As best I can tell the English voice cast is entirely the same as the TV series. Though I presume they’ve all been re-recorded for the film, your opinion of their work is unlikely to be changed. I don’t mean this specifically as either criticism or praise, just that there’s nothing to distinguish between this and the TV version vocally.
One thing that worried me was that this would feel less like a standalone film and more like Part One of a much longer story, primarily because I recalled episode six being ‘just’ another big battle — an action sequence, certainly, but no more of a climax than any of the other fights. I don’t know if I’ve misremembered or if work has been done to place a heavier emphasis on it here, but it is unquestionably a Big Climax — an all-or-nothing finale, bringing together the plot, most of the subplots, and a Threat To The Whole World. There’s still a “To be continued…” — not only literally, but quite clearly in a raft of unresolved subplots — but it fits as an End Of Act One, much as does the end of, say, Fellowship of the Ring.
Another factor thrown up by the TV-series-to-feature conversion is the image quality. An HD big screen is a mixed blessing here. On one hand, it looks great on Blu-ray, with crisp lines and solid colours, the result of re-filming, colouring and CGI-ing the original animation elements rather than using the finished TV shots. On the other, such clarity sometimes shows up a lack of detail in the original animation — these elements were created for 4:3 mid-’90s TV, not a hi-def (home) cinema — and the solid colours and money-saving techniques (for example, showing something static rather than a lip-synched (ish) mouth during conversations) can remind the viewer of cheaper TV roots. Perhaps I’m being overly critical though, because much of it does look fabulous; at the very least, the thorough ground-up rebuild means it looks better than the TV series ever will, never mind has.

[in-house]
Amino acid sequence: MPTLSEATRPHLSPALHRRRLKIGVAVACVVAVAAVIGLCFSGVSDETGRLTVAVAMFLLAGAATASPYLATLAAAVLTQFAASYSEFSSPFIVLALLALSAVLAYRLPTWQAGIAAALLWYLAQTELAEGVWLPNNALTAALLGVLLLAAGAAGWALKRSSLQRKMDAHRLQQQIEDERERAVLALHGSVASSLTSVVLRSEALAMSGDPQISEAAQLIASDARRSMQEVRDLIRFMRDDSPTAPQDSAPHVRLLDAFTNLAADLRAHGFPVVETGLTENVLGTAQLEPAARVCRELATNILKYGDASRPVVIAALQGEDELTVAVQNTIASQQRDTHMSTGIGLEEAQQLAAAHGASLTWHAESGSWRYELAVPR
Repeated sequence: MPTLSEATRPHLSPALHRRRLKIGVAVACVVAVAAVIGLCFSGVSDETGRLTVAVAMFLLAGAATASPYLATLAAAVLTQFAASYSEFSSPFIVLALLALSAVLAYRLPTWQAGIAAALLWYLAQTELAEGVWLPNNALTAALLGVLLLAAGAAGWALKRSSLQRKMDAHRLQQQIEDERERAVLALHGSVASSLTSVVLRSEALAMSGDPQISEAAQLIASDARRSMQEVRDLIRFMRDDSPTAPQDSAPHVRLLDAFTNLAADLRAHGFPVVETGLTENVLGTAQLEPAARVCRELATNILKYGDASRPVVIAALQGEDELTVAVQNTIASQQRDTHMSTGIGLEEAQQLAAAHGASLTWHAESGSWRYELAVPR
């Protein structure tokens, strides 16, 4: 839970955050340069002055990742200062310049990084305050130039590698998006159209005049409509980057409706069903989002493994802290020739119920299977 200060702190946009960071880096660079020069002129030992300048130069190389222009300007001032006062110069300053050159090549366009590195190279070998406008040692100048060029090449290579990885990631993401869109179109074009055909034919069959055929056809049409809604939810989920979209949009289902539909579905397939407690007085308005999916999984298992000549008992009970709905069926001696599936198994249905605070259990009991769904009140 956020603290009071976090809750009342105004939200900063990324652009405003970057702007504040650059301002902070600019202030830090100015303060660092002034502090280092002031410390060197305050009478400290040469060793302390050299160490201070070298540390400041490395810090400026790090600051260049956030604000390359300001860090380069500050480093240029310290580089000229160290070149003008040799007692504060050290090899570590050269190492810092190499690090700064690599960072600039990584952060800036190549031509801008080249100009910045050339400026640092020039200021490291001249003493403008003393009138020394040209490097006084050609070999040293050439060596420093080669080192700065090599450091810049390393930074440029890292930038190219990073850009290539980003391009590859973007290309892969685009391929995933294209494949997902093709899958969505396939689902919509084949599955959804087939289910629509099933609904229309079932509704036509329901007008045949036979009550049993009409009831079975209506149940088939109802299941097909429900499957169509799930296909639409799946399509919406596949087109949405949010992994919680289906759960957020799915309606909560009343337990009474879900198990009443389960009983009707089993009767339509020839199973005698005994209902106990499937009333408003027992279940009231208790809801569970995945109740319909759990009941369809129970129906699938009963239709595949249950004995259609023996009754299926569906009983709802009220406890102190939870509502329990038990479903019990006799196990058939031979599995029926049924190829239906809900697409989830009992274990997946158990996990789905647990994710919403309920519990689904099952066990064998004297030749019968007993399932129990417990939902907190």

Ultimately, You Are (Not) Alone works satisfyingly as a film. Arguably it has a slightly unusual narrative structure or slightly unsophisticated animation, but it works much better than you’d expect from six TV episodes stuck together. With introductions, character arcs and a suitably important climax, it even functions as a standalone film, in a similar way to Fellowship or other trilogy/tetralogy/etc first instalments.
Plenty of mysteries remain at the end: who are Seele? What is the Human Instrumentality Project? Why does Shinji’s father hate his son but smile whenever he sees Rei? To mention just a few. They’re not allowed to over-dominate this story, but they let the viewer know that, while You Are (Not) Alone functions as an entertaining standalone tale, there’s a lot left to be revealed and investigated. It’s enough to make one scurry back to the series for answers, though the three movies still to come promise whole new characters, plots and a — frankly, much-needed — brand-new ending. After two misfires (one in the series, one in a film), hopefully Anno can provide something truly satisfying this time.
Evangelion 1.11 is out on DVD and Blu-ray today.